22nd September 2020 – Boris Johnson encourage employers to continue with home working arrangements through the winter in an effort to stem the rising tide of covid 19 cases, which could hit 50,000 new cases a day in October if the current trend continues unabated. He also announced a 10pm – 5am curfew on pubs and restaurants.
In updating .gov FAQs on what people can and cannot do (see section 6 for workplace) and elsewhere in .gov guidance the government makes clear that there should be a consultation between employer and employee about whether the employee can carry out their normal duties from home.
What does consultation mean in practice?
It’s been the case for several weeks now that employers are under a duty to carry out a covid-19 risk assessment and to take steps necessary to make workplaces covid-safe in order to require employees to return safely, but that requirement related to an era where government advice moved from ‘work from home if you can’ to ‘get back to the office.’ Now that we’re back to ‘work from home if you can’ the official advice to consult about homeworking implies that employers should actively discuss the possibility of ongoing homeworking with their employers.
‘consultation’ means an exchange of information and a consideration of views and opinions prior to making the final decision, in this case on whether home working is possible or not.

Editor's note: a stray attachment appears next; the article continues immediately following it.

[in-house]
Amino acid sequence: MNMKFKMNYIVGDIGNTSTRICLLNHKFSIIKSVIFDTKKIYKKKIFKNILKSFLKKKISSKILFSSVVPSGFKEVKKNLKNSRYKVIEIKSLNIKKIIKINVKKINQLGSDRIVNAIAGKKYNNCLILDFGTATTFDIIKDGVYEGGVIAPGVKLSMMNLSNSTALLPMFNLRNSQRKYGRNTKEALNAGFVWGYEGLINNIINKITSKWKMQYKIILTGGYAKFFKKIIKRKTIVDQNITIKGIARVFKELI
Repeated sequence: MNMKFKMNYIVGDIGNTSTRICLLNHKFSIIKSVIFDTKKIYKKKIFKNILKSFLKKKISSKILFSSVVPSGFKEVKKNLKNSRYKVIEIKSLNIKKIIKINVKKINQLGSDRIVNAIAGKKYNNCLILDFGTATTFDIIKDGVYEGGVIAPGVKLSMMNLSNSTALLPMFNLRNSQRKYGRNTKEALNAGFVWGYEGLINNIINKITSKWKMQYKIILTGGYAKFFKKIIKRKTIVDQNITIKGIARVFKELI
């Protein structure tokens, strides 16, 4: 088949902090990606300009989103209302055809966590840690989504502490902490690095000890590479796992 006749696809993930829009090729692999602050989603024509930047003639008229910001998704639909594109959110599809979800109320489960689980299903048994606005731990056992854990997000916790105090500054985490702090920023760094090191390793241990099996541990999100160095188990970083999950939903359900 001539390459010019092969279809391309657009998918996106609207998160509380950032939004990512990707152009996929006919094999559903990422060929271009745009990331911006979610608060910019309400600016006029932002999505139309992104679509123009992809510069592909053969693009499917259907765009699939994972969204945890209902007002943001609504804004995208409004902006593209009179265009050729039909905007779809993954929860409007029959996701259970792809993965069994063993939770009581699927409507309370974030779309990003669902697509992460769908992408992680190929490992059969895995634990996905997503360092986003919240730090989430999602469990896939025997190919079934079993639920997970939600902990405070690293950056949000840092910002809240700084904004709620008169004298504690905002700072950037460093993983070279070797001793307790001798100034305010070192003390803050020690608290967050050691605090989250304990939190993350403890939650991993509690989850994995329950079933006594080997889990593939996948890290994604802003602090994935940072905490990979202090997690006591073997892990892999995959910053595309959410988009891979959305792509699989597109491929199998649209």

In certain scenarios (e.g. redundancies) there are penalties for failing to consult (e.g. up to 90 days pay) but there is no suggestion (yet) that covid homeworking consultations will be bound by law.
What if it isn’t possible?
If homeworking is genuinely impossible then the emphasis switches back to making sure the workplace is covid-secure. Manufacturing and hospitality jobs are largely impossible to do from home; but the vast majority of office/support jobs are possible from home despite the protestation of many employers.
Clinically vulnerable individuals can continue to attend the workplace if it is COVID-19 Secure, although they should work from home if possible. The FAQs also now explicitly advise that anyone with COVID-19 symptoms should not go to work, but should self-isolate and take a test. It also states that employers will be banned from requiring self-isolating employees from coming into work, although it is not clear if the government intends to make this a legal requirement.
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